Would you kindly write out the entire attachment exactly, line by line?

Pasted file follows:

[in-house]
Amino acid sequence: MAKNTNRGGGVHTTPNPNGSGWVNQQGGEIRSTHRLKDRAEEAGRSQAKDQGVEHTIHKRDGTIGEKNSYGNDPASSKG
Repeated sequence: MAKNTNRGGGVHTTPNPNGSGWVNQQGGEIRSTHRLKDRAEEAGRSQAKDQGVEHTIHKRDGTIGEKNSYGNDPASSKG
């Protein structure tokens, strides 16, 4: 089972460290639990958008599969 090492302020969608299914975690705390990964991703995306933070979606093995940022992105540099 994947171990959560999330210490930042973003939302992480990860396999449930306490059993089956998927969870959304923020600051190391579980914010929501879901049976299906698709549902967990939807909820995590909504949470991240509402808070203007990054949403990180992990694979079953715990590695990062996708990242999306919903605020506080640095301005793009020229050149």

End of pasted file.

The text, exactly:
[in-house]
Amino acid sequence: MAKNTNRGGGVHTTPNPNGSGWVNQQGGEIRSTHRLKDRAEEAGRSQAKDQGVEHTIHKRDGTIGEKNSYGNDPASSKG
Repeated sequence: MAKNTNRGGGVHTTPNPNGSGWVNQQGGEIRSTHRLKDRAEEAGRSQAKDQGVEHTIHKRDGTIGEKNSYGNDPASSKG
């Protein structure tokens, strides 16, 4: 089972460290639990958008599969 090492302020969608299914975690705390990964991703995306933070979606093995940022992105540099 994947171990959560999330210490930042973003939302992480990860396999449930306490059993089956998927969870959304923020600051190391579980914010929501879901049976299906698709549902967990939807909820995590909504949470991240509402808070203007990054949403990180992990694979079953715990590695990062996708990242999306919903605020506080640095301005793009020229050149």